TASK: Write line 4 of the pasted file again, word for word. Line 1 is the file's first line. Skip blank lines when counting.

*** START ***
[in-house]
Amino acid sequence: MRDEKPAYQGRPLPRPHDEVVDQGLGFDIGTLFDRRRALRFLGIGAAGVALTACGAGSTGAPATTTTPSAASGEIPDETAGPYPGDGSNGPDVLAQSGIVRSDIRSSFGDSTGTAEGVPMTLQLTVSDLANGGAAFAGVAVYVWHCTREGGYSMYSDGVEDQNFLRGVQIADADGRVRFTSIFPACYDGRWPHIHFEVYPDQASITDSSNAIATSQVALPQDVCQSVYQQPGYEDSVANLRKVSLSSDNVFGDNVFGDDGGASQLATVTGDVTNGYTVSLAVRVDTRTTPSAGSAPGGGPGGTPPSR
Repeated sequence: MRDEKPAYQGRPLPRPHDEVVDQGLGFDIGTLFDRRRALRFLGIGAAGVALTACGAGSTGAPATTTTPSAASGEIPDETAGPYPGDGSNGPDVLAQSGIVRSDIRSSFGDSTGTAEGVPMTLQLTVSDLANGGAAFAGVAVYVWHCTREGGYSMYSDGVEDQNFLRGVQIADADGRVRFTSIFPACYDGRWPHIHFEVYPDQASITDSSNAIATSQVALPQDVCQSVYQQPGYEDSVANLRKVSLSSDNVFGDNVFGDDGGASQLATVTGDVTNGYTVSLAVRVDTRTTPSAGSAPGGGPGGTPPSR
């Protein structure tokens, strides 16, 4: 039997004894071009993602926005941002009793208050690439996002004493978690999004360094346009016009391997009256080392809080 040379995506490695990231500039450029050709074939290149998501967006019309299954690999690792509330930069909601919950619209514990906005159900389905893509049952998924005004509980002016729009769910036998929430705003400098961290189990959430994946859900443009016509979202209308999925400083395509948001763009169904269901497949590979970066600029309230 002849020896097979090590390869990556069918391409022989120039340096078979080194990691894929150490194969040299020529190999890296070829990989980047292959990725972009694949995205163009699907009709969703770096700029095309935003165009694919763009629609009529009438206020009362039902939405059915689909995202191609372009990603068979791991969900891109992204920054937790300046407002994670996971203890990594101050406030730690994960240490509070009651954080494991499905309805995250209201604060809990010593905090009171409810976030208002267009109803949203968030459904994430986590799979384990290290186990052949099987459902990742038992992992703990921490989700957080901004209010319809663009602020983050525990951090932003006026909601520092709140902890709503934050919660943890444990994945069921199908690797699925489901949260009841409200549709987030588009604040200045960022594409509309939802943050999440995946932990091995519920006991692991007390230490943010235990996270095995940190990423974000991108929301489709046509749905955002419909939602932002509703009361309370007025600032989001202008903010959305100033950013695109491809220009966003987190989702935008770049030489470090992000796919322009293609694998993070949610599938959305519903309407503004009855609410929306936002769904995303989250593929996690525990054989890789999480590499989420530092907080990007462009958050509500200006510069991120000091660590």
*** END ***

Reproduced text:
């Protein structure tokens, strides 16, 4: 039997004894071009993602926005941002009793208050690439996002004493978690999004360094346009016009391997009256080392809080 040379995506490695990231500039450029050709074939290149998501967006019309299954690999690792509330930069909601919950619209514990906005159900389905893509049952998924005004509980002016729009769910036998929430705003400098961290189990959430994946859900443009016509979202209308999925400083395509948001763009169904269901497949590979970066600029309230 002849020896097979090590390869990556069918391409022989120039340096078979080194990691894929150490194969040299020529190999890296070829990989980047292959990725972009694949995205163009699907009709969703770096700029095309935003165009694919763009629609009529009438206020009362039902939405059915689909995202191609372009990603068979791991969900891109992204920054937790300046407002994670996971203890990594101050406030730690994960240490509070009651954080494991499905309805995250209201604060809990010593905090009171409810976030208002267009109803949203968030459904994430986590799979384990290290186990052949099987459902990742038992992992703990921490989700957080901004209010319809663009602020983050525990951090932003006026909601520092709140902890709503934050919660943890444990994945069921199908690797699925489901949260009841409200549709987030588009604040200045960022594409509309939802943050999440995946932990091995519920006991692991007390230490943010235990996270095995940190990423974000991108929301489709046509749905955002419909939602932002509703009361309370007025600032989001202008903010959305100033950013695109491809220009966003987190989702935008770049030489470090992000796919322009293609694998993070949610599938959305519903309407503004009855609410929306936002769904995303989250593929996690525990054989890789999480590499989420530092907080990007462009958050509500200006510069991120000091660590």